Today? I finally choose a side.  I choose Effort.  I support Best Effort in all areas of the curriculum. I support Best Effort inside and outside the classroom. I support Best Effort 180 days a year as a teacher and I strive for Best Effort 365 days a year as a human being (though laundry piles and dusty shelves are a testament to my falling short sometimes ha ha!).


This afternoon, I chatted on the rug with my students to go over the logistics for testing tomorrow and to clear up any last-minute concerns. They were thrilled to hear there would be no homework this week. Whoop!! They asked if they should go to bed early.  They spoke of what snacks they would bring to fuel their pre-test brains.  They asked (again) about how long it would be.  They asked (again) about what to do if they have technical glitches.  They asked (again) whether we were taking the Math or ELA test tomorrow.


Then it happened – they shared what they have heard about The Test.  This year, “The Question” was asked quite respectfully  (most years, it is asked by a student in a way that isn’t so kind). When the student said “I was told the test only measures teachers and whether they do a good job. Is that true?”, there was a small sea of bobbing heads.  They have heard the same thing. Oftentimes, students are told the test is not testing them, it is testing their teacher.  Though I understand the rationale to reassure young students, hearing the question always makes me sad.


To answer the question, I was honest and true to my own feelings.  The test gives us a small picture of how we are all doing.  It might show whether or not our curriculum meets the standards. It might show whether or not my methods are improving each year. It might show students their performance over time.  It leaves out many vital, important facets of teaching and learning.  It is by no means a bottom-line measurement of who we are as teachers, as students or as parents. It is a blurry snapshot at best.


But I reminded them only ONE thing matters to me every year.  Only one thing matters to me every day.  Only one thing will make a difference in their lives as they move forward.


Effort Affects Everything.


Whether I am working with students on the first day of school, the 40th day of school, the day before a vacation, the day of a test, or the final day I spend with them before I hug them goodbye, I share the same message:  Effort Affects EVERYTHING. They hear me say it when I am praising them. They hear me say it when I am encouraging them.  They hear me say it when I am testing them. They even hear me say it when I am reprimanding them. Though they are still learning to do so, I expect my students to try their best each and every day.  I expect the same of myself. I know my inner middle-aged Pollyanna is speaking for me when I say it doesn’t matter what we are doing – we should always try our best.  Students in my classroom hear this, read this, see this, and know it to be true; it is the foundation of our classroom culture.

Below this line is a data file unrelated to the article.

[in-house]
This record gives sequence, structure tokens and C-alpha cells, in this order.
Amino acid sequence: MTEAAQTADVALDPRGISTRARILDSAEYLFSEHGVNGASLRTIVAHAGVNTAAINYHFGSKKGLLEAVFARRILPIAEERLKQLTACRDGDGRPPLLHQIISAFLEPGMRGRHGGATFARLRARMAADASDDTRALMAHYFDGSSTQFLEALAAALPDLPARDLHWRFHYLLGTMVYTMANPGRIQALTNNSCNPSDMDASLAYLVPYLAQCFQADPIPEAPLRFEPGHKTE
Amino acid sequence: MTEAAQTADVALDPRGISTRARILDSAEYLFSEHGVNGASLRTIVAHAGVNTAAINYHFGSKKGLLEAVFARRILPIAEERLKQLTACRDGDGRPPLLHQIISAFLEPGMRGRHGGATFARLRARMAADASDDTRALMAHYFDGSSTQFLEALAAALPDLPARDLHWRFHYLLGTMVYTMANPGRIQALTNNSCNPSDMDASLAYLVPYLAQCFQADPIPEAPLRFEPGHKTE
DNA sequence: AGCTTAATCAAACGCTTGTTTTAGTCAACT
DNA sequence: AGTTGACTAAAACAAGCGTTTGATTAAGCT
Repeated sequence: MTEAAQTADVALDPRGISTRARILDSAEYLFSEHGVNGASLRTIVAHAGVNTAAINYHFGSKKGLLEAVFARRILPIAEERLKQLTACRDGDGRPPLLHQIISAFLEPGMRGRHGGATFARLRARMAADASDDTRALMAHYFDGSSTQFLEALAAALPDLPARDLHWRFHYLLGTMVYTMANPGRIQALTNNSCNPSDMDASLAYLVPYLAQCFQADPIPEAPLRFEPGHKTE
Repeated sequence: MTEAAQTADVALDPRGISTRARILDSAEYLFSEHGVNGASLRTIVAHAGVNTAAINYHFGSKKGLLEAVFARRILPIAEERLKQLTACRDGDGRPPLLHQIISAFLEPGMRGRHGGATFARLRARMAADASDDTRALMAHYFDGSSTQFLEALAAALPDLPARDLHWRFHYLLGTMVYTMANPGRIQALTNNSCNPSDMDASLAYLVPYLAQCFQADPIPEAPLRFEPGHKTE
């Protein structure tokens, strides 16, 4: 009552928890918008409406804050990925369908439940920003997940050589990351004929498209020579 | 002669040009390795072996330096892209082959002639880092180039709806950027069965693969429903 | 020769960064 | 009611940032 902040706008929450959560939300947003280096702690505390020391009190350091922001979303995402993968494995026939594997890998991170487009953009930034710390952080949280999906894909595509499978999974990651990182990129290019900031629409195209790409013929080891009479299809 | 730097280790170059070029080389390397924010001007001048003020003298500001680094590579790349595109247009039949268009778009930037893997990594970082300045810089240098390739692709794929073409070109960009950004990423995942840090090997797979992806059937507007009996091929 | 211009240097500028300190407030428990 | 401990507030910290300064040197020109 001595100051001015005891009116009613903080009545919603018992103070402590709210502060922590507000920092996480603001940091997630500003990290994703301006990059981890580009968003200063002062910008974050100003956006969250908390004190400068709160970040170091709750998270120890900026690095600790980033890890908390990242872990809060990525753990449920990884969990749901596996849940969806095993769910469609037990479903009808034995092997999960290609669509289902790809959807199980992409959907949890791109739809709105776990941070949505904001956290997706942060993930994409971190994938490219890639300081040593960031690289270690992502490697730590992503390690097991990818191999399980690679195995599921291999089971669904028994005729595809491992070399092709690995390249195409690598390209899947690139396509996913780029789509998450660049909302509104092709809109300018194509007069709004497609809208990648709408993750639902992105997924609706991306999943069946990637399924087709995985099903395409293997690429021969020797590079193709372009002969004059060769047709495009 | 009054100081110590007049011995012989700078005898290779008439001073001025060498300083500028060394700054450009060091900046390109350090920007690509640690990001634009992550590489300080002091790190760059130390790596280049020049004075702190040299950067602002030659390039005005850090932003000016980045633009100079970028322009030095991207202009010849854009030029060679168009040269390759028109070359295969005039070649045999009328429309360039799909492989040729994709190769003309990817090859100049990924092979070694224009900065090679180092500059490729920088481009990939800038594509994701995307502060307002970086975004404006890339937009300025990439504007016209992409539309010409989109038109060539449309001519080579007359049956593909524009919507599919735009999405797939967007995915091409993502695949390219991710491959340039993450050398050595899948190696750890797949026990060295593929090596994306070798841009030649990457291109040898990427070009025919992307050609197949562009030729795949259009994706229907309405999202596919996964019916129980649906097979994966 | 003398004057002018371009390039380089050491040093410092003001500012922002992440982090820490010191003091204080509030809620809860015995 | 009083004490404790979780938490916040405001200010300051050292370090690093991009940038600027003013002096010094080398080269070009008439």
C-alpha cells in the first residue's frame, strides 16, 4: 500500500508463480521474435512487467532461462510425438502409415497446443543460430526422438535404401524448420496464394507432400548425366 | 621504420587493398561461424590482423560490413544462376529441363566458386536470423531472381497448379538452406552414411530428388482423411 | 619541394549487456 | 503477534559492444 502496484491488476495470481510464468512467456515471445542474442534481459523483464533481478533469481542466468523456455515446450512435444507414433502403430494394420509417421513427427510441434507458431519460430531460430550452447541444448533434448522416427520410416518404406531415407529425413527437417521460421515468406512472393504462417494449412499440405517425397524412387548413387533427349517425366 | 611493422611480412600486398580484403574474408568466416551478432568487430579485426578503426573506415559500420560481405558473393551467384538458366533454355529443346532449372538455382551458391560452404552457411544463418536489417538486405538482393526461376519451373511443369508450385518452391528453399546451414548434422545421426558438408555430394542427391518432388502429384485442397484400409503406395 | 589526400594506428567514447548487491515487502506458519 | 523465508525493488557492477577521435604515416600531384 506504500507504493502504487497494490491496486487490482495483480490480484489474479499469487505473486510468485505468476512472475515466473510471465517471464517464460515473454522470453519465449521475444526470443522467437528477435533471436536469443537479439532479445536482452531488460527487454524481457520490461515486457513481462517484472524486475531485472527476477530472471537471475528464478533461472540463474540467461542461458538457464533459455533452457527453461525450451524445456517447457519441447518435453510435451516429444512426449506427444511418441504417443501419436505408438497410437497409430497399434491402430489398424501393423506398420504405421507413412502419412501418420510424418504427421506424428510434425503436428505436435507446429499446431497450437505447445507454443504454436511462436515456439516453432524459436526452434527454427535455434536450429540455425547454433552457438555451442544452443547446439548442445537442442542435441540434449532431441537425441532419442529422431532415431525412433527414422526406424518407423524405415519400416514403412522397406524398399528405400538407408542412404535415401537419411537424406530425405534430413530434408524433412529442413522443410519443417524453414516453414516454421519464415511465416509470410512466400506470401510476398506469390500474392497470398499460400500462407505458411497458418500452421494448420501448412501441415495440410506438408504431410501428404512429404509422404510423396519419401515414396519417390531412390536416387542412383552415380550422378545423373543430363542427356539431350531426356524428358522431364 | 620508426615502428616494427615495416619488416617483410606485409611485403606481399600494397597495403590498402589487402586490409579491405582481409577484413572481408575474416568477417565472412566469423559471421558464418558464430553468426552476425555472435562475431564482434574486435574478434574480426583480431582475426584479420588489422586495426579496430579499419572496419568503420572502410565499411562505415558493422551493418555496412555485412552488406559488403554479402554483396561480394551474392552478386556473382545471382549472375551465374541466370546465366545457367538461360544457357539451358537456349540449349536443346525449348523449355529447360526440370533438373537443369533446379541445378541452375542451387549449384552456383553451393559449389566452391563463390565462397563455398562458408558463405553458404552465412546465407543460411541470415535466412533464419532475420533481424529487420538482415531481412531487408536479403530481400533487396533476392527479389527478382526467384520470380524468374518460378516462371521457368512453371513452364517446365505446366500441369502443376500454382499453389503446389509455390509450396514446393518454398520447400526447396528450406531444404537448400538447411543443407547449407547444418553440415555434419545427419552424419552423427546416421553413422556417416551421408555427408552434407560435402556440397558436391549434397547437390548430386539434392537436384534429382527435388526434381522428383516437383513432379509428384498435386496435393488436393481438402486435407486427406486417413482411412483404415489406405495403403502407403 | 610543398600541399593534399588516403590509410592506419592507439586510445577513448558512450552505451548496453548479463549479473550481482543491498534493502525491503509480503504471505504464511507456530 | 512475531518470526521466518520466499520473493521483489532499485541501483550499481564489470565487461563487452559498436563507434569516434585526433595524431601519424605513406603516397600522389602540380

Effort Affects Everything.


I told my fourth grade students I expect them to treat tomorrow like every other day of the school year. I expect them to try their best. To read carefully. To employ strategies. To write thoughtfully. To be genuine, hard workers because THAT is what I expect of them every day.   Adults know there is pride in a hard day’s work; my young students are discovering it for themselves.

My Kendyl, learning to windsurf when she was 12.


As always, thank you for your support inside and outside the classroom.

Dream Big,

MyLiveSignature Suzy


The Gift of Reading

If you told me to sit down and take 20 minutes to read silently right now, I would hug you. Taking time to dive into a book (or a magazine, or a newspaper, or a cereal box) is something I’ve always enjoyed.  But as my life has moved along, finding time to do so is tricky! The time I find to sit down and “just read” happens less and less.  My students are lucky!  Every day they are given what I call  the Gift of Reading, as we spend at least 20 minutes every day reading silently to ourselves.


Teachers spend the beginning of the year trying to get their students immersed in books. We teach them how to find books, recommend books, enjoy different genres and how to build their reading stamina. Around the middle of the year we find many students reading from the same batch of books passed around from one reader to another.  Every year the series or the genre is different, but the same phenomenon occurs.  In 3rd grade, our weekly Book Talks changed the reading dynamic each year; introducing students to new reading options.  By the end of the year, 3rd grade students were absorbed in all sorts of books, and Silent Reading time was enjoyed by everyone.


Now that I’m in 4th grade,  I need something to shake us up.  Most of my students are hooked on about 3 series in the classroom, and the same 20 books are being passed around each day.  So, we are on a New Book Adventure.  Every day, I am reading the first chapter of a new book to my class.  The following day, that book goes into a special bin where students can grab and read it.  I’ll be keeping track of the books we share on our New Book Adventure page.   I’d love YOUR help!! What I would like to see is some Guest Readers come in and share the first chapter of their favorite books from 4th grade.  So, whether you are a parent, grandparent, school volunteer or a colleague, I hope you will accept this invitation. Hopefully with daily inspiration, my 4th graders will explore new adventures in the books they read.